Lard bubbles in shallow vats. Outside, the sun is punishingly hot. In a narrow shop facing the port, the Favata family scrambles to keep up with the lunch crowd. Domenico and Gieuseppe slice offal to order. Gaetano pulls meat off drying hooks. Rosario shouts the orders as they come in. Everyone's here for what's in those gurgling vats, for the only thing served here: pani ca' meusa, the glorious grease bomb, classic street snack of this city, consisting of a soft sesame roll hollowed out and piled with a bounty of meusa (spleen) and lung, sometimes trachea. The sandwich, whose fame has not spread to mainland Italy, traces its origins to the 15th century, when the city's butchers were paid for their services in scraps by Kosher-keeping customers.
"Un otro maritatu!" cries Rosario. Maritatu (married), meaning the meat is topped with shredded caciocavallo cheese. A sandwich with no cheese is called schettu (single), for which a squeeze of lemon may be allowed. There are no other versions.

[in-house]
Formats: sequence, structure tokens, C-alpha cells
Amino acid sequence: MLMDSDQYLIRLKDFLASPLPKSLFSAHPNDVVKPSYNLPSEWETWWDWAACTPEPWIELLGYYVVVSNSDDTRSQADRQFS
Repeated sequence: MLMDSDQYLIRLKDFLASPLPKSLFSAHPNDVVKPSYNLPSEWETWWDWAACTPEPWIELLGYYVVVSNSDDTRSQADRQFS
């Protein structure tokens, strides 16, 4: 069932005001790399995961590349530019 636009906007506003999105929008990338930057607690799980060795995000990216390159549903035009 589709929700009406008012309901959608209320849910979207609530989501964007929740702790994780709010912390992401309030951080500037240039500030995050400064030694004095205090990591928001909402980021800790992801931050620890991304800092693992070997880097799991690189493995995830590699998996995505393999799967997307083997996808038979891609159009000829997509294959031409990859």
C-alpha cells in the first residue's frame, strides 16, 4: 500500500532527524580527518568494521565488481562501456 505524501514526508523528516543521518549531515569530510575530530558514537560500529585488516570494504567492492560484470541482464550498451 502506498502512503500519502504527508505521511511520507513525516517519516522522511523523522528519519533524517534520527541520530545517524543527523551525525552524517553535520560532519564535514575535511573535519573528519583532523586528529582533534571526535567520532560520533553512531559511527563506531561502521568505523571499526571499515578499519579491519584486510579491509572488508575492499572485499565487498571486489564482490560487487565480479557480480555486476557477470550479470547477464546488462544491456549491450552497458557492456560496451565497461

“Nothing is thrown away by the poor of Palermo,” Rosario says, heaping a tangle of hot entrails onto a bun, wrapping it all in butcher paper.
Pani Ca' Meusa Porta Carbone has been run by his family since 1943. (A young PT boat captain named John F. Kennedy, stationed here briefly, is said to have been an early fan.) There are plenty of other vendors of pani ca' meusa in the city, but the Favatas are known for their curing technique, and the juiciness of their meat, which is never left to congeal in cool oil.
The sandwich is an indelicate affair, a literal hot mess. The flavor: overwhelmingly gutsy, like foie gras with an attitude problem, possibly even a criminal record, the molten cheese a willing accessory. Bite into it and any squeamishness over unlovely animal organs is washed away in the torrent of that flavor. You're sweating lard now—and thinking about getting back in line for seconds. It's that good.